Eric Karsenti’s dream of combining his loves of biology and sailing set in motion the Tara Oceans expedition
The camera team wanders around the quay, looking for the right angles to capture the boat. In the meantime, two French school classes are receiving a guided tour with scientific demonstrations. The French ambassador and consul appear, escorted by five bodyguards, and an elderly sailboat enthusiast walks by and insists to be let on board to greet the captain. Shortly afterwards, a rubber dinghy enters the harbour, bringing back some of the Tara crew who set out earlier to take samples from the river Elbe. It is a sunny morning in June and the Tara schooner is docked at the Sandtorhafen: Hamburg’s historic harbour. It is one of the first stopovers of Tara’s current expedition.
Amid all the movement, EMBL scientist Eric Karsenti appears at the quay and is immediately drawn on board. He is greeted with hugs and les bises by the crew. After a few minutes he vanishes below deck to take a look at the boat – the one that took him on the expedition he dreamed of for so long. Later in the morning, he finds a quiet corner to sit and talk to me about his connections with science, the ocean and the origins of the Tara Oceans expedition.
The call to adventure
“For part of my childhood I was raised close to the sea, by the English Channel. I have always been attracted to it,” says Karsenti. “I think the ocean represents a kind of dream for everyone, a dream of the time of expeditions, of exploring the world. When you’re sailing on it, you live differently. Time disappears. It’s like being in the desert, but at the same time it’s so full of life that you cannot see. It’s a special feeling. And, in the end, we all come from the ocean. It’s where life started and where life became complex.”
Karsenti started sailing at the age of twelve. “Then I got the bug and I have never stopped since,” he says, laughing. At eighteen, he went to a sailing school and then became a sailing teacher in Brittany, France. He pursued this career for ten years, while studying and earning his PhD. He then stopped sailing professionally to focus on his scientific career. Soon, the bug would call him back to the sea.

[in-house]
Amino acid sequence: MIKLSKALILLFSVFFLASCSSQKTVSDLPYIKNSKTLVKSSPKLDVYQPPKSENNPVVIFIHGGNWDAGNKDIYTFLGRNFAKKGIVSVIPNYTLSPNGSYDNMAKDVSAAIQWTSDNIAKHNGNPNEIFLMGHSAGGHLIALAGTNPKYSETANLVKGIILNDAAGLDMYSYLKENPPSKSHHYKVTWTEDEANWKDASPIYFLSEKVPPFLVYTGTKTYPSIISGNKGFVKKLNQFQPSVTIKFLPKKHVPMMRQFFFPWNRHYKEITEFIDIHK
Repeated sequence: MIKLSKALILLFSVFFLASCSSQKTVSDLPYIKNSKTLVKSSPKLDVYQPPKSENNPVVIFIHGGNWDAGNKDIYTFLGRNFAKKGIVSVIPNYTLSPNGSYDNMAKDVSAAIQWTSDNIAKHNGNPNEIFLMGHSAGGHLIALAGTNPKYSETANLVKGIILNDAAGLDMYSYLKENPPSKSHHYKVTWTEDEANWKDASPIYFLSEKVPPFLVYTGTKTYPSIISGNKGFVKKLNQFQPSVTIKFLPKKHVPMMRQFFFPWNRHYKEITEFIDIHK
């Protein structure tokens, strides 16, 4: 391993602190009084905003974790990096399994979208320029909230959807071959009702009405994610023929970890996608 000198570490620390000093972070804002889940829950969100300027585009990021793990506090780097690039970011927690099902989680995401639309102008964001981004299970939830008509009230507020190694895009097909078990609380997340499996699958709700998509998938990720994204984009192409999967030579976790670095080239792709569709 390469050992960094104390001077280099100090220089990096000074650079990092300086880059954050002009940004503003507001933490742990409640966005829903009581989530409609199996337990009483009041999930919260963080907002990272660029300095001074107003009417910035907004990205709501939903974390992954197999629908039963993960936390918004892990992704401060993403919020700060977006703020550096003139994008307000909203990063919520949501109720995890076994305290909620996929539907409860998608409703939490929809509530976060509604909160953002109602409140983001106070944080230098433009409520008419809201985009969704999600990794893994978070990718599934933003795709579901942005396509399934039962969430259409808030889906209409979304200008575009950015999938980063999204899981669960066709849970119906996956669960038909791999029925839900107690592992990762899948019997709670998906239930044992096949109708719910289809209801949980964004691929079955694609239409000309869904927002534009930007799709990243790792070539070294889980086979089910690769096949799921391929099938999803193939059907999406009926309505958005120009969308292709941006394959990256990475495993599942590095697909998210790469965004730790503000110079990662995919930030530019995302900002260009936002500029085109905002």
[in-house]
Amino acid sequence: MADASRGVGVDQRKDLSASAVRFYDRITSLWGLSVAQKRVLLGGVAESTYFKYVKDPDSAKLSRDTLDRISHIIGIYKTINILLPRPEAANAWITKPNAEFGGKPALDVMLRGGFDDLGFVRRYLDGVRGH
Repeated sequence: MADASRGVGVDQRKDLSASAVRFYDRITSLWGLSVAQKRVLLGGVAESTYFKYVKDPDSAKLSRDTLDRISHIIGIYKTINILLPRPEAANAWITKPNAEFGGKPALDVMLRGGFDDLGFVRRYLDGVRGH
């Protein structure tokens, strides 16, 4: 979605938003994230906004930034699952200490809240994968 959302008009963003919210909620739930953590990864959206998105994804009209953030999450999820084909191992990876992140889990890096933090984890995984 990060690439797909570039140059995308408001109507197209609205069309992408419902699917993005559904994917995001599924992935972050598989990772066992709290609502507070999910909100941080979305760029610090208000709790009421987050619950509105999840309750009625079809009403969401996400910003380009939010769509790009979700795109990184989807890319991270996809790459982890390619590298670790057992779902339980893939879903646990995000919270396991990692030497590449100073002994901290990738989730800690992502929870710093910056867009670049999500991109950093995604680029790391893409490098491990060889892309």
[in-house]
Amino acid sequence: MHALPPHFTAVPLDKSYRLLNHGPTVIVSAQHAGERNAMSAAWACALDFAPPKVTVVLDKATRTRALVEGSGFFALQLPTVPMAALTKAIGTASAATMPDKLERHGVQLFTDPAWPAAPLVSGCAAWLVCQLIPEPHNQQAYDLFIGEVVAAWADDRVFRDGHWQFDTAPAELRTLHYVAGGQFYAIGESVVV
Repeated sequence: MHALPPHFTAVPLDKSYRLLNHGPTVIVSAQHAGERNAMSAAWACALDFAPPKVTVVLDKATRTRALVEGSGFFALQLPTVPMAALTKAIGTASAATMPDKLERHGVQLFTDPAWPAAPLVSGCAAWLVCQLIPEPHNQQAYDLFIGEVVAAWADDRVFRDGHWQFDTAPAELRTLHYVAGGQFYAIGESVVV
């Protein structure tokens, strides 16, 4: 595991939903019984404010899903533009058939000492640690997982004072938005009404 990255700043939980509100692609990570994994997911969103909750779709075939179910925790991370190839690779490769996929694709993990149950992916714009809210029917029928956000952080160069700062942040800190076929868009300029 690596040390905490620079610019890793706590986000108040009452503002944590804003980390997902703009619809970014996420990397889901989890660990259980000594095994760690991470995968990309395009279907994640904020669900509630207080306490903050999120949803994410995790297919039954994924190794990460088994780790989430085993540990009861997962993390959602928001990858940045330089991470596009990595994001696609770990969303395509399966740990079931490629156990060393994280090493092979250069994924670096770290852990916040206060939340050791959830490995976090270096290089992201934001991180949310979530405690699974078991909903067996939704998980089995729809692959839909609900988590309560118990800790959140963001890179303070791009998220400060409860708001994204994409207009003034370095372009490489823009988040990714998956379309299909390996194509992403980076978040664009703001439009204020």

While he was the head of EMBL’s Cell Biology and Biophysics Unit, Karsenti read Darwin’s book The Voyage of the Beagle, and was fascinated by the story it told. “It’s a mixture of adventure and science. It was kind of magic. And, because I sail myself, I could imagine very well what Darwin went through. I thought it would be great to do a modern expedition. The dream was to have a sailing boat going around the world and talking about life, evolution, cell biology and what we’re doing at EMBL.” Karsenti wanted to popularise the life sciences using a sailing expedition with extensive media coverage. However, there were some obstacles in the way.
“We had no boat, no money, no TV producer,” Karsenti says, with a grin. “After some time I thought: ‘Well, the only way to make this work is to do a proper scientific expedition.’ So I started to talk to friends, like Christian Sardet.”